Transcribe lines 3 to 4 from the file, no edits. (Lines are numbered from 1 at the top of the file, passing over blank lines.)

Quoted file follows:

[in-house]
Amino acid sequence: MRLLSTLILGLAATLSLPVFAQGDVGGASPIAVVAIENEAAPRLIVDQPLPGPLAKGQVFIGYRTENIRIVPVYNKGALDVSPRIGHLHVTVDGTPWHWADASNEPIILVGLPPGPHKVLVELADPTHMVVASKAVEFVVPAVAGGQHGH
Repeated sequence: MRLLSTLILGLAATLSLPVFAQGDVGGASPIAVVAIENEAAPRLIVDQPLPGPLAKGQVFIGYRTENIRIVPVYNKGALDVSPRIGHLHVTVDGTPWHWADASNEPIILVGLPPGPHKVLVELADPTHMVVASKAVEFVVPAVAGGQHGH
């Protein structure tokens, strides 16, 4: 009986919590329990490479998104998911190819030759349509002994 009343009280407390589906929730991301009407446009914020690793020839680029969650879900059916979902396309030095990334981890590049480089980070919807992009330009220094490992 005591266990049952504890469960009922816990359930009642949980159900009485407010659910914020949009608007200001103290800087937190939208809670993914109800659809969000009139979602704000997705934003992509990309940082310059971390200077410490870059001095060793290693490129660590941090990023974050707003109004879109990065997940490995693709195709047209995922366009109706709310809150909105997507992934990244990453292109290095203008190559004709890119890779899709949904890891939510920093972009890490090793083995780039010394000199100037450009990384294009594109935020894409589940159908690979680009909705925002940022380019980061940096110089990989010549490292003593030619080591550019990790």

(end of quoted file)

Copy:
Repeated sequence: MRLLSTLILGLAATLSLPVFAQGDVGGASPIAVVAIENEAAPRLIVDQPLPGPLAKGQVFIGYRTENIRIVPVYNKGALDVSPRIGHLHVTVDGTPWHWADASNEPIILVGLPPGPHKVLVELADPTHMVVASKAVEFVVPAVAGGQHGH
């Protein structure tokens, strides 16, 4: 009986919590329990490479998104998911190819030759349509002994 009343009280407390589906929730991301009407446009914020690793020839680029969650879900059916979902396309030095990334981890590049480089980070919807992009330009220094490992 005591266990049952504890469960009922816990359930009642949980159900009485407010659910914020949009608007200001103290800087937190939208809670993914109800659809969000009139979602704000997705934003992509990309940082310059971390200077410490870059001095060793290693490129660590941090990023974050707003109004879109990065997940490995693709195709047209995922366009109706709310809150909105997507992934990244990453292109290095203008190559004709890119890779899709949904890891939510920093972009890490090793083995780039010394000199100037450009990384294009594109935020894409589940159908690979680009909705925002940022380019980061940096110089990989010549490292003593030619080591550019990790």